A revelatory documentary that sheds light on two world leaders’ titanic battle against communism
When I first heard about director Robert Orlando’s 2019 documentary, “The Divine Plan,” (available to watch on Epoch Cinema), I thought its premise was intriguing. Part of the film’s description states “It remains the least-known story of the twentieth century—A president and a pope; an unlikely pair who combine deep faith with political acumen and high-octane star power.” That couldn’t be truer, as many people (especially younger folks) are unaware of the pairing of these two power players—let alone the factors involved that precipitated the fall of the Soviet Union.
Ably narrated by actor Peter Reznikoff, the documentary features a veritable plethora of fascinating interviews, as well as cartoon-like visuals that recreate many of the events that former President Ronald Reagan and Pope John Paul II faced in their individual lives, as well as after they had joined forces.
From the beginning of its first act, Reznikoff does a great job of piquing the interest of viewers and drawing them into the historic trajectories of these men, as well as defining the evil that they faced together—head-on.
This film is especially relevant these days as the Cold War was a period of profound geopolitical between East and West—particularly between the Soviet Union and the United States. Although the Soviet Union (also known as the “Evil Empire” as Reagan coined it in a famous 1983 speech) imploded in on itself back in 1991, the reemergence of Russia as a major world power has caused old tensions to be rekindled between it and the West.
Early on, it is pointed out that both President Reagan and Pope Paul II had similar traits. Both men came from an acting background, experiences that they used to parlay into becoming performers on much grander stages. And both also had an uncanny knack for taking complex information and disseminating it in layman’s terms—thus, making it understandable to the public at large.
Another unusual (and unfortunate) similarity between the world leaders is that both men were also the targets of assassination attempts within six weeks of one another, back in 1981.
The first attempt, on March 30, 1981, happened as President Reagan was leaving the Washington Hilton Hotel, having just completed a speaking engagement. Would-be assassin John Hinckley Jr. produced a gun and shot at Reagan and his entourage. Reagan was seriously injured by a ricocheting bullet.
The second attempt, which was perpetrated on St. John Paul on May 13, 1981, happened as the holy man greeted pilgrims in St. Peter’s Square in Vatican City. A Turkish mercenary named Mehmet Ali Ağca shot St. Paul twice, severely wounding him. Incredibly, the Pope later forgave Ağca, who then converted to Roman Catholicism.
Both Reagan and St. John cited God’s grace as being the element that enabled them to pull them through those difficult times. Through Divine Providence, they were able to go on the offensive against communism and eventually, destroy the Soviet Union.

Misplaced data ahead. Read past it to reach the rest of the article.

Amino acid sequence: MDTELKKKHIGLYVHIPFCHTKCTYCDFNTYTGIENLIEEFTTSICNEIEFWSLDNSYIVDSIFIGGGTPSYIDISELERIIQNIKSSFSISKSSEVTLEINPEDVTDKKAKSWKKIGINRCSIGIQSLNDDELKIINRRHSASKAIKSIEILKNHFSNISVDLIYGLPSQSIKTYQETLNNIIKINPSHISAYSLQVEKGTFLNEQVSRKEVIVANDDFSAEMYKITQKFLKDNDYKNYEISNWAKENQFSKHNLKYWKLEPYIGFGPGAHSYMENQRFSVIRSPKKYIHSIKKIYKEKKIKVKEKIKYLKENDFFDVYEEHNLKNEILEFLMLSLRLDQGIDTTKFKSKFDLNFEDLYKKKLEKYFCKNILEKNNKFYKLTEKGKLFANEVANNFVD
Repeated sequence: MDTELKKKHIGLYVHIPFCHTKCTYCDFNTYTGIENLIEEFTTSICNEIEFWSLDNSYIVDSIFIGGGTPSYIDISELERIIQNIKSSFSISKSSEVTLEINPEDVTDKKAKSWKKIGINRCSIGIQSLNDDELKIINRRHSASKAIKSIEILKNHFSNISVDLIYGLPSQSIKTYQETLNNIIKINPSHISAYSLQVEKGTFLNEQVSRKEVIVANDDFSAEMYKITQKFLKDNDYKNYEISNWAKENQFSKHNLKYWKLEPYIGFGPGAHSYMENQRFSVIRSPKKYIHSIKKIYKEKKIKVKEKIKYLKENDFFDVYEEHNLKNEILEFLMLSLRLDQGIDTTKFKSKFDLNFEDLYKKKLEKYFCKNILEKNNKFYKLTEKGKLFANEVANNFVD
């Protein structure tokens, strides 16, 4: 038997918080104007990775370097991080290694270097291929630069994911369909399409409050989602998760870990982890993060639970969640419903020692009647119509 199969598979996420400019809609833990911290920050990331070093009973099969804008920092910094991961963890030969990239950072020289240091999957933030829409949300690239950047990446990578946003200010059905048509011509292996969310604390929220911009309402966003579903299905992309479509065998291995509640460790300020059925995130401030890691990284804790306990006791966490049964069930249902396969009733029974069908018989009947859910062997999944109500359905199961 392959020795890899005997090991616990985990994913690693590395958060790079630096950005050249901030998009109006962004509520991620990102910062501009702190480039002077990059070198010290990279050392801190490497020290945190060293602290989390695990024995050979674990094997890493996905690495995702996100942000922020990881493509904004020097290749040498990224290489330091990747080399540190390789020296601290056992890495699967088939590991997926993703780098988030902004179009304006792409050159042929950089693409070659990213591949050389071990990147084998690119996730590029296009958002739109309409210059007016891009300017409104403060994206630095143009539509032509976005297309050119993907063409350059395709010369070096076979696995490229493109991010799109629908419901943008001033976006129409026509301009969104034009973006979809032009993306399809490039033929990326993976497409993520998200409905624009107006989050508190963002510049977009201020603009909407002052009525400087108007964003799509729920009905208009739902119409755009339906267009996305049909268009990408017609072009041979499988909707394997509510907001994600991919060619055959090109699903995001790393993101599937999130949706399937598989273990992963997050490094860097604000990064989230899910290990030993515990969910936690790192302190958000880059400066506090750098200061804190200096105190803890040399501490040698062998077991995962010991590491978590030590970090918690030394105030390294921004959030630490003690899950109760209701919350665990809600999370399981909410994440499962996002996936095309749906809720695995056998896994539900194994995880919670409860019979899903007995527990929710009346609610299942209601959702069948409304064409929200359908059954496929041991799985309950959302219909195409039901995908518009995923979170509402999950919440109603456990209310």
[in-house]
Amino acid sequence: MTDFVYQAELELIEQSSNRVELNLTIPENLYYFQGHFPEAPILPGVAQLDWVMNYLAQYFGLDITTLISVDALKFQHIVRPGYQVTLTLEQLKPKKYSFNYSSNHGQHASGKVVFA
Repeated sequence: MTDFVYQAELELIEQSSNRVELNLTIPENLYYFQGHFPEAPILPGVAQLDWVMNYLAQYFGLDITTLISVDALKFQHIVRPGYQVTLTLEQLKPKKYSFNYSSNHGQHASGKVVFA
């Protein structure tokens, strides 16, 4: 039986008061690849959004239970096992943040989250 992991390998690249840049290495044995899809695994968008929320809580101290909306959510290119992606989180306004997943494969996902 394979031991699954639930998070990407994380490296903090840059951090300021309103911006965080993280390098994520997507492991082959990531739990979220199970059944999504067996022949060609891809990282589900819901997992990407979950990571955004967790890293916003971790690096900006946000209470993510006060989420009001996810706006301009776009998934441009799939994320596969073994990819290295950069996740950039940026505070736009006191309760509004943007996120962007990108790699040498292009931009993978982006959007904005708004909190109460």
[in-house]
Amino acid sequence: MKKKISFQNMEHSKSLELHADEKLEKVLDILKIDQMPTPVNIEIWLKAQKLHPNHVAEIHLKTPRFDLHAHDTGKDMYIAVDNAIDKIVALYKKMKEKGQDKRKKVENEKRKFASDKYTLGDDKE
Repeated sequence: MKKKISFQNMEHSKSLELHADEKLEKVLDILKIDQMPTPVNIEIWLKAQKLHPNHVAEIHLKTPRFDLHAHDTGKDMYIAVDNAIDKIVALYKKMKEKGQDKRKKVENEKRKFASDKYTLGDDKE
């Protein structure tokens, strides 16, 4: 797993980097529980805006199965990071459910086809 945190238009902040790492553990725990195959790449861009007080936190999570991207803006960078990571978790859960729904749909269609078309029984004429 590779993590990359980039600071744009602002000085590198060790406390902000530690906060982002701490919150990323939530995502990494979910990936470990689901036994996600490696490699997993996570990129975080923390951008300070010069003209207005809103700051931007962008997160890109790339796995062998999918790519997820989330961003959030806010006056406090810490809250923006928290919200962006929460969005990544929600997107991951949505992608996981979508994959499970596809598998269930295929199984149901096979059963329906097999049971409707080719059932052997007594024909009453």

Ultimately, both men realized that although each of them could play a role in charting out a new destiny for humanity, together, they could magnify their powers within their respective areas of influence. God provided them with the most expansive stage possible and they both seized the opportunity with humility, bravery, and good intentions.
The documentary shows the first meeting between Reagan and the Pope, which was on June 2, 1982. Although before that historic meeting, various American presidents had sent envoys to the Vatican to improve consular relations with the Papal States (between 1797 and 1867), Reagan became appointed as the first U.S. ambassador to the Holy See, which was a historic first.
The timing couldn’t have been better—the Polish Solidarity Movement (1980–1989), led by shipyard electrician Lech Walesa, was just picking up steam. The movement exposed the many lies espoused by the communists, including the false premise that it was a “free workers’ state.” This paved the way for the eventual dismantlement of the Soviet regime and all of its assorted cronies.
The documentary goes on to detail some of the other forces at work that led to the demise of the Soviet Union, with a wide range of interviews, archival footage, and artistic graphics to fill in the gaps where photographs were unavailable.
“The Divine Plan” is a well-produced documentary that sheds light on one of the most interesting pairings in recent history—that of the 40th President of the United States, Ronald Reagan, and Pope John Paul II. It’s not only historically significant and illuminating but covers a time when various forces converged to transform the entire world, and it could have gone either way—either for better or worse. Fortunately, good prevailed over evil, as it always does in the end.
Watch “The Divine Plan” on Epoch Cinema here.
‘The Divine Plan’
Director: Robert Orlando
Running Time: 1 hour, 20 minutes
MPAA Rating: Not Rated
Release Date: Jun. 15, 2019
Rated: 4 stars out of 5
Views expressed in this article are the opinions of the author and do not necessarily reflect the views of The Epoch Times.